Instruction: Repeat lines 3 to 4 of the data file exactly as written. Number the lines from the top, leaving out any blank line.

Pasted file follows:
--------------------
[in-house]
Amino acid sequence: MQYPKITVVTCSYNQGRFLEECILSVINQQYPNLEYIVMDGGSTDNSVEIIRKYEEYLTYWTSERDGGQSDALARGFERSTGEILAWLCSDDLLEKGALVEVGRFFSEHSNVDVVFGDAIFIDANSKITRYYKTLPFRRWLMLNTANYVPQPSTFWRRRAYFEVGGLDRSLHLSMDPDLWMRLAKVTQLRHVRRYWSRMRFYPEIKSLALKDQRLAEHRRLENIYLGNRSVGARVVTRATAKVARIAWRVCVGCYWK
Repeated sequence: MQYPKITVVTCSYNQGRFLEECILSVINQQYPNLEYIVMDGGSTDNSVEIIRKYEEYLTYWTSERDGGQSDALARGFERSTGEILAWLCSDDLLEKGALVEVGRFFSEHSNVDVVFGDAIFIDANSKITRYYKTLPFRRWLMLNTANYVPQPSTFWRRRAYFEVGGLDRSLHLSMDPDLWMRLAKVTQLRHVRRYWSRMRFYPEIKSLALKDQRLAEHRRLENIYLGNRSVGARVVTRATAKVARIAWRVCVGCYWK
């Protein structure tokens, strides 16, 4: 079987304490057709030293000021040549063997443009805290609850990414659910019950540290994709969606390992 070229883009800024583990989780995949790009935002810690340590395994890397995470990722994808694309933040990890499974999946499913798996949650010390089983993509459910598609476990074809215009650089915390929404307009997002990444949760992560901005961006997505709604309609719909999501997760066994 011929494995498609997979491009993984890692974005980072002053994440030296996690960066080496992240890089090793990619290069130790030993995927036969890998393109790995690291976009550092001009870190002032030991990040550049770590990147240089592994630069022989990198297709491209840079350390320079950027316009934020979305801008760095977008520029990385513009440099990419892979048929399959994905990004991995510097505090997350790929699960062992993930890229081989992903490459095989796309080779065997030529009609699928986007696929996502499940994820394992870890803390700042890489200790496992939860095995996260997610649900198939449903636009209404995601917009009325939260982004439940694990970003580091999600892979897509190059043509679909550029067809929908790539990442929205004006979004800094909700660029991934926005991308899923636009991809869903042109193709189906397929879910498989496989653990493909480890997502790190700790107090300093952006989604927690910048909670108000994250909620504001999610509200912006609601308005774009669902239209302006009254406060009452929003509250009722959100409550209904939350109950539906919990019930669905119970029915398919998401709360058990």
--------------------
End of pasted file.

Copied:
Repeated sequence: MQYPKITVVTCSYNQGRFLEECILSVINQQYPNLEYIVMDGGSTDNSVEIIRKYEEYLTYWTSERDGGQSDALARGFERSTGEILAWLCSDDLLEKGALVEVGRFFSEHSNVDVVFGDAIFIDANSKITRYYKTLPFRRWLMLNTANYVPQPSTFWRRRAYFEVGGLDRSLHLSMDPDLWMRLAKVTQLRHVRRYWSRMRFYPEIKSLALKDQRLAEHRRLENIYLGNRSVGARVVTRATAKVARIAWRVCVGCYWK
């Protein structure tokens, strides 16, 4: 079987304490057709030293000021040549063997443009805290609850990414659910019950540290994709969606390992 070229883009800024583990989780995949790009935002810690340590395994890397995470990722994808694309933040990890499974999946499913798996949650010390089983993509459910598609476990074809215009650089915390929404307009997002990444949760992560901005961006997505709604309609719909999501997760066994 011929494995498609997979491009993984890692974005980072002053994440030296996690960066080496992240890089090793990619290069130790030993995927036969890998393109790995690291976009550092001009870190002032030991990040550049770590990147240089592994630069022989990198297709491209840079350390320079950027316009934020979305801008760095977008520029990385513009440099990419892979048929399959994905990004991995510097505090997350790929699960062992993930890229081989992903490459095989796309080779065997030529009609699928986007696929996502499940994820394992870890803390700042890489200790496992939860095995996260997610649900198939449903636009209404995601917009009325939260982004439940694990970003580091999600892979897509190059043509679909550029067809929908790539990442929205004006979004800094909700660029991934926005991308899923636009991809869903042109193709189906397929879910498989496989653990493909480890997502790190700790107090300093952006989604927690910048909670108000994250909620504001999610509200912006609601308005774009669902239209302006009254406060009452929003509250009722959100409550209904939350109950539906919990019930669905119970029915398919998401709360058990």